Orlando 4/25/2012 1:30:14 AM
News / People

Florida Homeowners Insurance Crisis

home insurance crisis continues to loom large

It is an understatement to say this is an interesting time to be a homeowner in Florida. The homeowners insurance crisis that has been years developing is still in full bloom as the calendar keeps flipping forward toward another hurricane season.


National insurance companies and even some Florida-based ones are continuing to be selective in their policy decisions, meaning homeowners in higher-risk hurricane areas of the state are seeing their policies canceled. And those who still have insurance too often are recognizing that premiums are unsustainably high.

There are several reasons for the crisis. The most obvious one is that Florida is vulnerable to hurricanes. Much of the state is a narrow, long strip of land that gives hurricanes a broad target when they blow in. This is made worse by the state’s chief geographical feature: It lies low against the water that laps its shores on two sides. There are no mountain ranges to deflect Gulf or Atlantic wind or to build on above flood levels. The state is a victim of its geography.

The impact on insurance companies is only slightly less than on homes situated on this hurricane-prone land. They are regulated entities that must charge higher prices for property policies that are very likely to have claims brought against them. This likelihood feeds the premiums that homeowners are anguished about. It also has led to insurance companies pulling up and leaving the state altogether, reducing choices and competitive pressures.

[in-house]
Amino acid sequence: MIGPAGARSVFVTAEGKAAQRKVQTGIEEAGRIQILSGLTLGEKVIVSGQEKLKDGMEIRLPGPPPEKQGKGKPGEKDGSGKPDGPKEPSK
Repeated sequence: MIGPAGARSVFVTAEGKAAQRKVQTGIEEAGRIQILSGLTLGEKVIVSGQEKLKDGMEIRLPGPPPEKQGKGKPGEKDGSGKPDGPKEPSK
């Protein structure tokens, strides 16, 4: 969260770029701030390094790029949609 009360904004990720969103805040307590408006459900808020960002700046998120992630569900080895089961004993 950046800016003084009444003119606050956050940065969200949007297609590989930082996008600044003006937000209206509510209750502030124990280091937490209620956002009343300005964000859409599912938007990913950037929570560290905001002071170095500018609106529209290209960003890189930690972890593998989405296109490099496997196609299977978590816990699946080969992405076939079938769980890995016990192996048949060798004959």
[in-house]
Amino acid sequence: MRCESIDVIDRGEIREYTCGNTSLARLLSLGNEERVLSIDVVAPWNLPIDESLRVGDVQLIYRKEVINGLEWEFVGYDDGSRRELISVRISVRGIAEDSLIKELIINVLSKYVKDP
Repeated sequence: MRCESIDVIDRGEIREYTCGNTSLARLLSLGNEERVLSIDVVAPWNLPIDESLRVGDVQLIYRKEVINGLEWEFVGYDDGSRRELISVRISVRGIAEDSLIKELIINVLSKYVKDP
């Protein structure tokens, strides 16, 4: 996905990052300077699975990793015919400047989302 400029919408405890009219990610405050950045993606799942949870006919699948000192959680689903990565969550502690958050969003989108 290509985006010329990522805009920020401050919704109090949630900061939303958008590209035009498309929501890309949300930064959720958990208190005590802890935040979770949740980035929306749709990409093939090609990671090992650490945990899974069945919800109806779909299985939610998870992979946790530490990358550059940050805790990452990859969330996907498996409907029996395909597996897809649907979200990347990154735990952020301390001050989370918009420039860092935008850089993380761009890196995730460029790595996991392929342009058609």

One of the consequences of the reduced field of insurance companies is that the insurer of last resort has become a first resort for many. Citizens Property Insurance Company is a state-run nonprofit organization that in a relatively short time has become Florida’s largest commercial and residential insurer, with some 1.5 million policyholders.

While insurance companies, like any other company, enjoy having many customers, Citizens’ large volume of high-risk customers guarantees that the company has high exposure with every hurricane landfall. A wipeout of a large residential and commercial area could put Citizens at risk of being unable to pay all the claims brought against it. As a result, the company is rolling back the terms of its coverage.


This crisis is far from over for Florida homeowners insurance policyholders. While public authorities mull their next move, including giving insurance companies incentives to return to the state, all discussions are being conducted with one eye on the calendar: Hurricane season is coming.